What is Group Term Life Insurance?

Term life insurance issued to a group of people with a commonality or common interest is group term life insurance. Typically it’s issued through a school, work or trade association and premiums increase at regular intervals, usually annually or in 3 or 5 year periods. It’s a so-called ‘pure’ life insurance, with no cash value or cash value component, offering a benefit against an untimely death. Often the group term life insurance is very convenient to an employer as an easy way to offer affordable life insurance coverage to their employees.

As with any insurance, it is very important to keep paperwork and/or company name available to your beneficiaries when the time arises. It is as simple as registering on a life insurance database to guarantee this information will never get lost and become a lost life insurance policy.

True to its simplicity, group term life insurance is most always a flat coverage rate, like $5000 or $10000 per employee. Some employers even offer an insurance policy equal to several times an employee’s earnings. Eligible employees are sometimes divided into different classes by an employer, such as managers and laborers for example. Sometimes employers have an exclusion as to who is eligible for coverage, requiring employees to meet certain standards or requirements for coverage under the policy. This can be for something like a minimum number of hours worked per week, months worked per year or a certain number of years worked before an employee can be eligible under the terms of the policy.

The number of employees in a company determines if an insurer offers coverage with or without proof of insurability. A company can employ as few as 2 workers to start group coverage but it’s usually when the employer has around 10 or more employees that they begin to think about making a policy available. Plans limiting coverage amounts usually pass on mandatory physical assessment by a doctor or medical professional with a cap being set at $50,000. Plans with coverage over that often require employees to undergo the medical underwriting process. Employers often cap coverage amounts at $50,000 for tax reasons – any amount under that is tax deductible for the employer. The beneficiary won’t pay federal taxes either but may be required by law to pay state income taxes. Premium amounts are set per $1,000 of coverage, depending on the amount of coverage and if a medical checkup is a requirement. Premiums also depend on how many employees there are, the ages of the employee, gender and what kind of business the company operates. As the employees age costs go up but the larger the group usually means the lower the premiums. There may also be higher premiums for smokers and lower for non-smokers.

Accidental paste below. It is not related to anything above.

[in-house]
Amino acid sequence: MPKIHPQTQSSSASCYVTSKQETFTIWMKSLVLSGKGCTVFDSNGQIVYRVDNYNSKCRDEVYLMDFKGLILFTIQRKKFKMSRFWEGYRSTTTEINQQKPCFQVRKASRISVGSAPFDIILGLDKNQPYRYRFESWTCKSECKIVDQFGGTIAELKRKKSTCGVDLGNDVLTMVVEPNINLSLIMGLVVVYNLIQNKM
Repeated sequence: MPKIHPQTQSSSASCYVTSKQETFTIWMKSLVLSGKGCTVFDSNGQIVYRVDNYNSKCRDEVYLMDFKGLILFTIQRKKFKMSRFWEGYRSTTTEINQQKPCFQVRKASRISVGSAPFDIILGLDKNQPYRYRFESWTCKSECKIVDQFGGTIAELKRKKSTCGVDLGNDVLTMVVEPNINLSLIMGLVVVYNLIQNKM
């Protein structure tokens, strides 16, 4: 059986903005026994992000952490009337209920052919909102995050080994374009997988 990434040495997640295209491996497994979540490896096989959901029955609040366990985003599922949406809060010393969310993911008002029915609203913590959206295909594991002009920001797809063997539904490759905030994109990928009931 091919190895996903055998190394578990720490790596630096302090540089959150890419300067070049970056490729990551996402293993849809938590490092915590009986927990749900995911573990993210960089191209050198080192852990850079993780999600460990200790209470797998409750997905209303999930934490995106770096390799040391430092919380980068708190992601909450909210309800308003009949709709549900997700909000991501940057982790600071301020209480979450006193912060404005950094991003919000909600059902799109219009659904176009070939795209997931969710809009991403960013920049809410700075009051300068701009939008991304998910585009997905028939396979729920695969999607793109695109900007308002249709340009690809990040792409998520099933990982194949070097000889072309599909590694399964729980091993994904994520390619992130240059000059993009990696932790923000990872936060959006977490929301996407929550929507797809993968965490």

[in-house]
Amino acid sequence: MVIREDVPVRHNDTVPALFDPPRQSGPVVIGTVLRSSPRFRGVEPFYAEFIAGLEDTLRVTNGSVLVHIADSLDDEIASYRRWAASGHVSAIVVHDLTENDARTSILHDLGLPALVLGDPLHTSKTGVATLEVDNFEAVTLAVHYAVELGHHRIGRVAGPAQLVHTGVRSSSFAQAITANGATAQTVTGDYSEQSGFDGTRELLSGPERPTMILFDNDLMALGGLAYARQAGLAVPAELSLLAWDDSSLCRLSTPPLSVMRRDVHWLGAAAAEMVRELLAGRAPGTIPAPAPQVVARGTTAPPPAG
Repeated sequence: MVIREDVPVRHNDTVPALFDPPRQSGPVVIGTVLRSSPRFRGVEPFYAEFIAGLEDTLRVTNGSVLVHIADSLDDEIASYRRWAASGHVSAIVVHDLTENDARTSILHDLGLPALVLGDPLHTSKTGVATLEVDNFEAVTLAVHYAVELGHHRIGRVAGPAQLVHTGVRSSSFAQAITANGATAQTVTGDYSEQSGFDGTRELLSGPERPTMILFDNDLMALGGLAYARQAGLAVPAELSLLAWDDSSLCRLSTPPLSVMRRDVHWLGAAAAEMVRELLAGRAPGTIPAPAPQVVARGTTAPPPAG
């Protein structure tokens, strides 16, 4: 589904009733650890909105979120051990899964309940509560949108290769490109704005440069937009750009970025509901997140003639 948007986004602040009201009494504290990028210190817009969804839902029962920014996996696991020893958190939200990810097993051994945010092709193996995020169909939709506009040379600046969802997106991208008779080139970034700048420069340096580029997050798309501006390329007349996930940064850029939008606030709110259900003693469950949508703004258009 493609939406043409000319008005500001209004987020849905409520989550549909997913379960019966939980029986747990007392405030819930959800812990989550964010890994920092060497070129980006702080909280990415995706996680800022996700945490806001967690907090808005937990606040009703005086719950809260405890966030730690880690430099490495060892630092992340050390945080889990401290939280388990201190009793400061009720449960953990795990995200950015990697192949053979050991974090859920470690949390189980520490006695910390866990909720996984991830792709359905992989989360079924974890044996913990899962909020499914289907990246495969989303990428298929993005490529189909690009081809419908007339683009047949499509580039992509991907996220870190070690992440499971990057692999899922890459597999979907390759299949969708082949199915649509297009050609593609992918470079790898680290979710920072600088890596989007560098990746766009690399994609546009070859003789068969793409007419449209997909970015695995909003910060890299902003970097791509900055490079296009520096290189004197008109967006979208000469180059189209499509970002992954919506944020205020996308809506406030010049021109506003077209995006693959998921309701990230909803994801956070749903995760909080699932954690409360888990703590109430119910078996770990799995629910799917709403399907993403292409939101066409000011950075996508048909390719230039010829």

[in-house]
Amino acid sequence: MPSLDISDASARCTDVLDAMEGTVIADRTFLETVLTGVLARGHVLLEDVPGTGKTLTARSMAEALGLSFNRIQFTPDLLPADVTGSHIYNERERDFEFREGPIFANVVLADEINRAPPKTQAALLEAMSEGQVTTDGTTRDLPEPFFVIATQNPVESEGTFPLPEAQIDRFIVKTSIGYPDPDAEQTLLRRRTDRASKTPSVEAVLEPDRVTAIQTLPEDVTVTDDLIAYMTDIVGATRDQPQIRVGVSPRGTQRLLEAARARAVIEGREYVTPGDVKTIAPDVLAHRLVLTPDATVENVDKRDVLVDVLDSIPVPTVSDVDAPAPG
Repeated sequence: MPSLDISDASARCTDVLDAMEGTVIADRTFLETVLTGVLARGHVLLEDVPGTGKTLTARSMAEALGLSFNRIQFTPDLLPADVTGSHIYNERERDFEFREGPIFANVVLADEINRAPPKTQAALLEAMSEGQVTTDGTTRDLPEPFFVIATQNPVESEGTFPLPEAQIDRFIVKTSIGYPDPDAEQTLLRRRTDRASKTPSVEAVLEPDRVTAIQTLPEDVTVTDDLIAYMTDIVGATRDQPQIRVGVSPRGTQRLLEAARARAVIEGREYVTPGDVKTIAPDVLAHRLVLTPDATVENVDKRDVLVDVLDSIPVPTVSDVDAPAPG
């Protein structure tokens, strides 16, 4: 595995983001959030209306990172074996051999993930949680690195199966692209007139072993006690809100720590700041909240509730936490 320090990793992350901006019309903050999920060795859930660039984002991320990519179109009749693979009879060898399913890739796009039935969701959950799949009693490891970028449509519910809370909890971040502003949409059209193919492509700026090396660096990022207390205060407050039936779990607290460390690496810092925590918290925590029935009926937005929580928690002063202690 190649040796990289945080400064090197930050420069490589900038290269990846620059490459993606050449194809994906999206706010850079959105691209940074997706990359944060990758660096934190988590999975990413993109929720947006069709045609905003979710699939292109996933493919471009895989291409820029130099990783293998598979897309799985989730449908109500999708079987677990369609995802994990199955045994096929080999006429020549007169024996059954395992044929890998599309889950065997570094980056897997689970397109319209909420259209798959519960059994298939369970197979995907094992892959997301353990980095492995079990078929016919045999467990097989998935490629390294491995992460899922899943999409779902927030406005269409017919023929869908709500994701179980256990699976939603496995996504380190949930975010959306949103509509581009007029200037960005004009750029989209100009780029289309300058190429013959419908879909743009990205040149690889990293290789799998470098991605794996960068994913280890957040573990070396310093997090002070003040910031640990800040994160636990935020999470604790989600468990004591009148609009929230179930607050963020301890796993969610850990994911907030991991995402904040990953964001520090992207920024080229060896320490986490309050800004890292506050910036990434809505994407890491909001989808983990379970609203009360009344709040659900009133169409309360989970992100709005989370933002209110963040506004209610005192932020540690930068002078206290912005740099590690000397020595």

Group term life insurance is, essentially, ‘free’ coverage for the employee. But since employers usually limit the coverage amounts it is best to think of this employer-offered coverage as supplemental to their main life insurance protection. Dependent and spousal coverage may also be available but with certain limitations. Some policies also have an accelerated death benefit if the employee is suffering from a terminal illness and needs a portion of the death benefit in advance. Options vary but as employees retire it may be possible for them to keep the coverage or switch the plan to a permanent life insurance policy.

Until next time, Michael Hartmann http://www.findyourpolicy.com/

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